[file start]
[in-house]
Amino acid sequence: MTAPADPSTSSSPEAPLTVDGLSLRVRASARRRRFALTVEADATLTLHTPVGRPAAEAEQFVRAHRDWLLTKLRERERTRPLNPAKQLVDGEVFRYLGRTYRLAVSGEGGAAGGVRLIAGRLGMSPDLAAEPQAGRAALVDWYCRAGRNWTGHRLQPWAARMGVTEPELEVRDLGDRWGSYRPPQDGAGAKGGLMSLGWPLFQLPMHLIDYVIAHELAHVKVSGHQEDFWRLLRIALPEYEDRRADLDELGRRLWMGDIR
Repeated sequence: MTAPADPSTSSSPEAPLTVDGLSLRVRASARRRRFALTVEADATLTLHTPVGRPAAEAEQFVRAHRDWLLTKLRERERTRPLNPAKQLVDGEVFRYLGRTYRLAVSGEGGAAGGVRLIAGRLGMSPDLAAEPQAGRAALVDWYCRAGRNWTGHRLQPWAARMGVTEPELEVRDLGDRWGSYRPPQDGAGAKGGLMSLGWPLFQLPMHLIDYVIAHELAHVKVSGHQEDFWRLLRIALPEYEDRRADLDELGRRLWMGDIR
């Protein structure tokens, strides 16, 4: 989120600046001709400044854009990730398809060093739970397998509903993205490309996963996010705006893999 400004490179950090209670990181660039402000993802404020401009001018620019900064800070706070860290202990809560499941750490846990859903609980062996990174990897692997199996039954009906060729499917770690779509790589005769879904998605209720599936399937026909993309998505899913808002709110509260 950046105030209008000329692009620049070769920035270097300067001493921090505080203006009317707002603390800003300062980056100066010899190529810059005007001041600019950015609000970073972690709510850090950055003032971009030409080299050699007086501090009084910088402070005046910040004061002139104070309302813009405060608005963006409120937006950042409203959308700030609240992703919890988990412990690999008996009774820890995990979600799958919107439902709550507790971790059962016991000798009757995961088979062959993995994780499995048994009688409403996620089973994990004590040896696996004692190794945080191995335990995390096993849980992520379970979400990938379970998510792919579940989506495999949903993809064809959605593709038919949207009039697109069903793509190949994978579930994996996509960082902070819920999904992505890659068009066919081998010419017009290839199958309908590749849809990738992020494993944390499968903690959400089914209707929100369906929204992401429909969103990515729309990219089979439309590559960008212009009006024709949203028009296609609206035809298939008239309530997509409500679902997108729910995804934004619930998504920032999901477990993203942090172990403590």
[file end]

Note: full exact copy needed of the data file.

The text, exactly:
[in-house]
Amino acid sequence: MTAPADPSTSSSPEAPLTVDGLSLRVRASARRRRFALTVEADATLTLHTPVGRPAAEAEQFVRAHRDWLLTKLRERERTRPLNPAKQLVDGEVFRYLGRTYRLAVSGEGGAAGGVRLIAGRLGMSPDLAAEPQAGRAALVDWYCRAGRNWTGHRLQPWAARMGVTEPELEVRDLGDRWGSYRPPQDGAGAKGGLMSLGWPLFQLPMHLIDYVIAHELAHVKVSGHQEDFWRLLRIALPEYEDRRADLDELGRRLWMGDIR
Repeated sequence: MTAPADPSTSSSPEAPLTVDGLSLRVRASARRRRFALTVEADATLTLHTPVGRPAAEAEQFVRAHRDWLLTKLRERERTRPLNPAKQLVDGEVFRYLGRTYRLAVSGEGGAAGGVRLIAGRLGMSPDLAAEPQAGRAALVDWYCRAGRNWTGHRLQPWAARMGVTEPELEVRDLGDRWGSYRPPQDGAGAKGGLMSLGWPLFQLPMHLIDYVIAHELAHVKVSGHQEDFWRLLRIALPEYEDRRADLDELGRRLWMGDIR
């Protein structure tokens, strides 16, 4: 989120600046001709400044854009990730398809060093739970397998509903993205490309996963996010705006893999 400004490179950090209670990181660039402000993802404020401009001018620019900064800070706070860290202990809560499941750490846990859903609980062996990174990897692997199996039954009906060729499917770690779509790589005769879904998605209720599936399937026909993309998505899913808002709110509260 950046105030209008000329692009620049070769920035270097300067001493921090505080203006009317707002603390800003300062980056100066010899190529810059005007001041600019950015609000970073972690709510850090950055003032971009030409080299050699007086501090009084910088402070005046910040004061002139104070309302813009405060608005963006409120937006950042409203959308700030609240992703919890988990412990690999008996009774820890995990979600799958919107439902709550507790971790059962016991000798009757995961088979062959993995994780499995048994009688409403996620089973994990004590040896696996004692190794945080191995335990995390096993849980992520379970979400990938379970998510792919579940989506495999949903993809064809959605593709038919949207009039697109069903793509190949994978579930994996996509960082902070819920999904992505890659068009066919081998010419017009290839199958309908590749849809990738992020494993944390499968903690959400089914209707929100369906929204992401429909969103990515729309990219089979439309590559960008212009009006024709949203028009296609609206035809298939008239309530997509409500679902997108729910995804934004619930998504920032999901477990993203942090172990403590």